Voice of America (Washington, DC)

5 January 2014

South Sudan President Kiir 'Committed' to Peace Talks

South Sudan's government and rebels were set to begin formal peace talks Sunday in the Ethiopian capital are aimed at ending three weeks of fighting ... ( Resource: S. Sudan Talks Set to Start, Govt Rules Out Releasing Rebels

South Sudan's foreign minister says President Salva Kiir is committed to a peaceful political settlement to the ongoing civil conflict as the warring factions begin peace negotiations in Ethiopia's capital, Addis Ababa.

Barnaba Marial Benjamin says Mr. Kiir is willing to hold face-to-face talks with his sacked former vice president Riek Machar. The talks are sanctioned by the Intergovernmental Authority on Development (IGAD), a regional bloc.

In an interview with VOA, foreign minister Benjamin says Machar is to blame for the political crisis that led to the "disaster." Representatives of the two warring factions are in Ethiopia as part of negotiating efforts to resolve the conflict.

"We hope the government team will negotiate to try to resolve the crisis," said Benjamin. "We are optimistic this would have to be resolved by talking to each other. The government is determined to see that this thing is resolved because we are not interested for our people to die in a senseless war really."

Clashes

According to the United Nations the clashes that began last month have left at least 1,000 people killed and tens of thousands displaced from their homes in the Africa's newest nation.

The wave of violence in South Sudan continues, despite calls by regional leaders, the African Union, and the international community for a ceasefire to allow peace negotiations to the end the conflict.

The violence erupted after President Salva Kiir, a Dinka, accused former vice president Riek Machar, a Nuer, of attempting a coup. Mr. Macher, who is in hiding, has denied the accusation.

Coup Accusation

Some observers say President Kiir's coup accusation appears to have lost traction due to the lack of evidence to support it. Benjamin insists there was a coup attempt to topple the Kiir administration.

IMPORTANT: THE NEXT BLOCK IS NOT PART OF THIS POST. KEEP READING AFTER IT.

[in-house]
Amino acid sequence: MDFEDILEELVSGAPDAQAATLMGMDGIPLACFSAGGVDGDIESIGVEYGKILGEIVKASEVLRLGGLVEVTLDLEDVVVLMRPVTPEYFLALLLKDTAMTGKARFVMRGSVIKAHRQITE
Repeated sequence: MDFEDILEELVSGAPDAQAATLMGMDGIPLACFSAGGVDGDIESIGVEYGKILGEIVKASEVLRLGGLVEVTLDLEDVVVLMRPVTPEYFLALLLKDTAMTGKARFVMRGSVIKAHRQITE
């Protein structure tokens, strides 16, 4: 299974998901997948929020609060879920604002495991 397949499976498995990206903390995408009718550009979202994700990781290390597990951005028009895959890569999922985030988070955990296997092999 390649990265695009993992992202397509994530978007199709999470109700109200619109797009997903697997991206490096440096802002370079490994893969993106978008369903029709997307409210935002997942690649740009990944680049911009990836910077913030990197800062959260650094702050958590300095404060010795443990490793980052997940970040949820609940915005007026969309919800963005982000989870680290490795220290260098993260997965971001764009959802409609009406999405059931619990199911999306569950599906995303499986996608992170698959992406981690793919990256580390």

"It is known by all standards that if somebody wants to change an elected democratic government and authority and you want to change that government through the use of force that is what is called a coup," said Benjamin.

"The pronouncement of Dr. Riek [Machar] was that he wanted to become the president of this country ... that is why now he is attacking government positions and taking over places, appointing people to constitutional post in those areas where he has obtained authority. What will you call that?" he asked.

Benjamin says the national army is carrying out its constitutional mandate to protect the country's territorial integrity in the conflict.

"If there is a rebellion that targets government institutions and government authority, it is the duty of that country to defend the authority and the sovereignty of the country including the protection of its citizens," said Benjamin. "The government is in self-defense of a constitutional position, and I hope the cessation of hostilities will come as a result of some agreement to be done at the peace talks."

News reports say ethnic tension between the two groups is fueling the conflict, with members of the Nuer and Dinka ethnic groups targeting each other.

Benjamin says President Kiir is ready to hold direct talks with Machar.

"As soon as that is requested by the IGAD countries at Addis Ababa and by the negotiating team should there comes a time where it would now need the intervention, direct talks between President Salva Kiir and Riek Machar, he would in fact respond to that immediately," said Benjamin.

He expressed hope the Addis Ababa talks would lead to a peaceful settlement of the conflict.

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